A sure sign of spring is nearly here: morels! As sunshine and April rains wake up the forests, the annual search for the elusive mushrooms is a great way to enjoy the outdoors. You can find them from late April to early June, and – according to Michigan State University Extension – they’re believed to grow in every Michigan county.
Most Michiganders will tell you that the location of a good morel patch is a matter of utmost secrecy. This makes mushroom hunting a perfect chance to practice the 6-foot-minimum social distancing that is such a critical step in slowing the spread of the coronavirus. Mushroom hunters should plan to search locally, too, and only with people who live in their household.
To find morels, target hilly areas with plenty of hardwood trees like maple, beech and oak, checking for burn scars where a wildfire or prescribed burn has occurred. Pick a warm day after a rain to start your hunt, when mushrooms are most likely to have bloomed. When heading to the woods, take a mesh bag for carrying your prizes, a knife (always cut, never pull morels) and a map of your hunting area.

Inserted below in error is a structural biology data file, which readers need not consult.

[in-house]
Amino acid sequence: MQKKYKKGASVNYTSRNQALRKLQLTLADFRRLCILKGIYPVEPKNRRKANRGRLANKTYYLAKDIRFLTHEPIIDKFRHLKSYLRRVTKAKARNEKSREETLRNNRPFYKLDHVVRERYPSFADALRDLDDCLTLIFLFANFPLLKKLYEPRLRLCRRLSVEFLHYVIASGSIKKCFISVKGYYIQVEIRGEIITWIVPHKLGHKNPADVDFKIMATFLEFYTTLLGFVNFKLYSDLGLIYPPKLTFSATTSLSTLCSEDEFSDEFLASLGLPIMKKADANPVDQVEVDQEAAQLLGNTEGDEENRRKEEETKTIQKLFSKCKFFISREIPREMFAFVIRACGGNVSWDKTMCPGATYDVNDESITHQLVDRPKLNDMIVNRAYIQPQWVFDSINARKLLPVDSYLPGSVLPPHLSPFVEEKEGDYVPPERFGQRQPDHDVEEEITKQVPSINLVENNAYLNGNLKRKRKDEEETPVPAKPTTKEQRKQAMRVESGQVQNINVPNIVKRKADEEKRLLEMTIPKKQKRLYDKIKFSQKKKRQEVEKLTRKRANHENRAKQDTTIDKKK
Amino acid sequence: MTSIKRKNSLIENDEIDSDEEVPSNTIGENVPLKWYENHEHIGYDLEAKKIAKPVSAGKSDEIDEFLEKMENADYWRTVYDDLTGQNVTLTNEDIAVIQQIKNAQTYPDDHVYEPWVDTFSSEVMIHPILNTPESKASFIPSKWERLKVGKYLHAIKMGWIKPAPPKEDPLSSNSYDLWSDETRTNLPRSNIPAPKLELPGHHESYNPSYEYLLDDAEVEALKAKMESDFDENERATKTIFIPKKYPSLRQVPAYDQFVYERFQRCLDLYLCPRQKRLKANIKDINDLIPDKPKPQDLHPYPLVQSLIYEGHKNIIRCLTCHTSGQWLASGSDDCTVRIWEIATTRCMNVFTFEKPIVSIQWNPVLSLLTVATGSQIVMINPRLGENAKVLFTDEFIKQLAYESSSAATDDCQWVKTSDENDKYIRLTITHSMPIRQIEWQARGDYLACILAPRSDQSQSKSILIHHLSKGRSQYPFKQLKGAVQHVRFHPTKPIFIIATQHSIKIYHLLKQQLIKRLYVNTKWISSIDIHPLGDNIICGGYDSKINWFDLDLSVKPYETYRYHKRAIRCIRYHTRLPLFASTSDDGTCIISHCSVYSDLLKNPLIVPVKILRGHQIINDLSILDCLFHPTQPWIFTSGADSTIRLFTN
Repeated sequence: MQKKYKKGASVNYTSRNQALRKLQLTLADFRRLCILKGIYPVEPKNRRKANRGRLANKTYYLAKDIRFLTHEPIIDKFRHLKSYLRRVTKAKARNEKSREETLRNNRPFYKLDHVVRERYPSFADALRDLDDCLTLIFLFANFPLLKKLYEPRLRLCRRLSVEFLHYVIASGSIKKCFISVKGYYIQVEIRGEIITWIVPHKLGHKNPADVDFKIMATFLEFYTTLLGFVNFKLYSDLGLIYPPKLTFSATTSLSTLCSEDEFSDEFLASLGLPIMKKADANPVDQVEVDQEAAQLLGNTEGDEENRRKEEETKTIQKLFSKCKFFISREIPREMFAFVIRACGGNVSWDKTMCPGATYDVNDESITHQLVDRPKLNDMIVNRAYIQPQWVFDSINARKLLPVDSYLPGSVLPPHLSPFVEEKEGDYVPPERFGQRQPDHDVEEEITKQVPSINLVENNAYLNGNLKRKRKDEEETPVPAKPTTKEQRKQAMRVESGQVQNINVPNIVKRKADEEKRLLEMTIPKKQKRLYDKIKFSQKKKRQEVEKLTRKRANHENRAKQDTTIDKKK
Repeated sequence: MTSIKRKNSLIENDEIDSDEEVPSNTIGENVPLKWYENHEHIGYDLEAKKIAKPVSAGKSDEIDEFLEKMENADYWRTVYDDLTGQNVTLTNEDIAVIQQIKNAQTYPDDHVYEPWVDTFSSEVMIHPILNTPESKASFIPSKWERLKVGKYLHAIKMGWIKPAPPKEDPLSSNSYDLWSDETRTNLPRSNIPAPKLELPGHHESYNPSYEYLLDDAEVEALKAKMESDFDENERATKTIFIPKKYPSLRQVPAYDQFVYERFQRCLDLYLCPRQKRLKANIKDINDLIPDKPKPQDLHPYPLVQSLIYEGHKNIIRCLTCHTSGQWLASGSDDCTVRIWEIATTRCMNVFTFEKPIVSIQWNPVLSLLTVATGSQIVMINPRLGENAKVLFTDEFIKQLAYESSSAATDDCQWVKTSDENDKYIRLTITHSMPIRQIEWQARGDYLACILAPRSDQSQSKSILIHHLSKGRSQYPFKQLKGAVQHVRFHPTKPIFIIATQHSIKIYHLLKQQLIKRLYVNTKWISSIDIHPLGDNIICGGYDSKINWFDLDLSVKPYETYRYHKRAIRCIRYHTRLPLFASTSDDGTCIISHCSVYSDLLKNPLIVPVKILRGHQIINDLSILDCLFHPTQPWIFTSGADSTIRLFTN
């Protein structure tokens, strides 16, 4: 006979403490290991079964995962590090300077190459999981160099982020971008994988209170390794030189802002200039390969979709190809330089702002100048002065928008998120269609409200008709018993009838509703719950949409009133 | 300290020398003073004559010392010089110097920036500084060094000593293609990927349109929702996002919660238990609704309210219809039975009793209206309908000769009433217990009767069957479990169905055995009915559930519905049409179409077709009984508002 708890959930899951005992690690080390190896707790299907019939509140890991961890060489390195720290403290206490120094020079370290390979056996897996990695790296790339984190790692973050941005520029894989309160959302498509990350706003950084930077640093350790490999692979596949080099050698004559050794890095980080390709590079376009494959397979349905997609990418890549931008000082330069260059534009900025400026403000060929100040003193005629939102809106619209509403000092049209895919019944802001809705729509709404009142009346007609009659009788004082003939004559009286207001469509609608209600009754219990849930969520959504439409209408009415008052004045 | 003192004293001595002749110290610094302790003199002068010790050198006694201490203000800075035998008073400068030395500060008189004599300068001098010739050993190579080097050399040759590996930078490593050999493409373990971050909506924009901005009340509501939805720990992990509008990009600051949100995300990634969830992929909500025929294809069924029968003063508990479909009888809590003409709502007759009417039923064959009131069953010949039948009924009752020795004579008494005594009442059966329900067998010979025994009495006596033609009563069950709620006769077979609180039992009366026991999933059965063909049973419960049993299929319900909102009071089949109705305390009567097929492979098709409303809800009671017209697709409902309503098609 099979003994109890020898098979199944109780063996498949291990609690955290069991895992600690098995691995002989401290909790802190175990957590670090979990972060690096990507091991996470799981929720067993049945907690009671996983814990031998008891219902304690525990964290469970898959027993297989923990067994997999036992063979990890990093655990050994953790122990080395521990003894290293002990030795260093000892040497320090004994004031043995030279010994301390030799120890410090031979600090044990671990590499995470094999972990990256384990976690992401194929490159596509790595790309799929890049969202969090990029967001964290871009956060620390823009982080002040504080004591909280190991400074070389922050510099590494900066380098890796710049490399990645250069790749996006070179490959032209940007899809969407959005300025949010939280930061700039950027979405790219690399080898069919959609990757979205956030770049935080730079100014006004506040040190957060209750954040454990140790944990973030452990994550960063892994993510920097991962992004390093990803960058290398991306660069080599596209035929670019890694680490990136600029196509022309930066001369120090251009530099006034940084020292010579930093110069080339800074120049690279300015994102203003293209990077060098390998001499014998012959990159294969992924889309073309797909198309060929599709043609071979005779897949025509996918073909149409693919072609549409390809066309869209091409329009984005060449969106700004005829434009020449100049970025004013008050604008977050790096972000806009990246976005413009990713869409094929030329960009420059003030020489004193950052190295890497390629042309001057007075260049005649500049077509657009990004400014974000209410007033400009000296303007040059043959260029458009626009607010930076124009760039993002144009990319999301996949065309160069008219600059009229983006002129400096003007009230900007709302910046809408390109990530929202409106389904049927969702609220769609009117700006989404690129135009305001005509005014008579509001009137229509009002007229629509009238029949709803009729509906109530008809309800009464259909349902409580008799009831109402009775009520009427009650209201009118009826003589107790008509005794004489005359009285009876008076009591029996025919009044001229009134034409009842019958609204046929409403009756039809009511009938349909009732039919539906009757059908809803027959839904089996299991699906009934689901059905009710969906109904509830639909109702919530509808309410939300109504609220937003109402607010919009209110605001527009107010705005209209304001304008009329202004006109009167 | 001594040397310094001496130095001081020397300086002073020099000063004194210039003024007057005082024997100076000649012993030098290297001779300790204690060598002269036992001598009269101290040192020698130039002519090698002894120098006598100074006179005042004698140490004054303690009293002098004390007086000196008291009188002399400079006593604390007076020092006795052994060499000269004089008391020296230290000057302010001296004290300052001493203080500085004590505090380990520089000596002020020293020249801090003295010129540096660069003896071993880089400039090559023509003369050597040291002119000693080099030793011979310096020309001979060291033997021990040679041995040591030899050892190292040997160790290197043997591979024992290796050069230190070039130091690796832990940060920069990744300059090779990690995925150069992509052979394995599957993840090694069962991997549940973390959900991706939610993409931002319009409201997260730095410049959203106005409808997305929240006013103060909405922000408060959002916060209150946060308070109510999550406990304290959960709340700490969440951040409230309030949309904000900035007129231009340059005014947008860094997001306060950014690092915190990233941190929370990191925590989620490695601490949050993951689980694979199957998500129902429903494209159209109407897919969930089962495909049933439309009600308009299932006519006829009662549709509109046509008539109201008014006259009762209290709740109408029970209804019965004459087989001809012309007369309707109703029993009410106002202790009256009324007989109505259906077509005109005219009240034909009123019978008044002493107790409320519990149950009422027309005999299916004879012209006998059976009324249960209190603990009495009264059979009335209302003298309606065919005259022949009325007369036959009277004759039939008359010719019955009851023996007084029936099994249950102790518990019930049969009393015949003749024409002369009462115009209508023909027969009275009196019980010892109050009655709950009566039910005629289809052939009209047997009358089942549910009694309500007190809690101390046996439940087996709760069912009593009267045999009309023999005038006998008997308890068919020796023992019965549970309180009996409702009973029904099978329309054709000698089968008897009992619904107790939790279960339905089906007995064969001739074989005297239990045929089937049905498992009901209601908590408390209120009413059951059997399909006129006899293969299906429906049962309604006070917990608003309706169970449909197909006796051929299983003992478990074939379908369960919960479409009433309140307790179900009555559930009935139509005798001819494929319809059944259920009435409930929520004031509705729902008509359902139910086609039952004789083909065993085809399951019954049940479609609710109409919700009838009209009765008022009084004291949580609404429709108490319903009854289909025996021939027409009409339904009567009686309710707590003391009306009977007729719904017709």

Learn how to find morels, tell a false one from a real one, prepare them, and boost your odds of success – with a map showing sites of last year’s wildfires and prescribed burns – at Michigan.gov/MiMorels.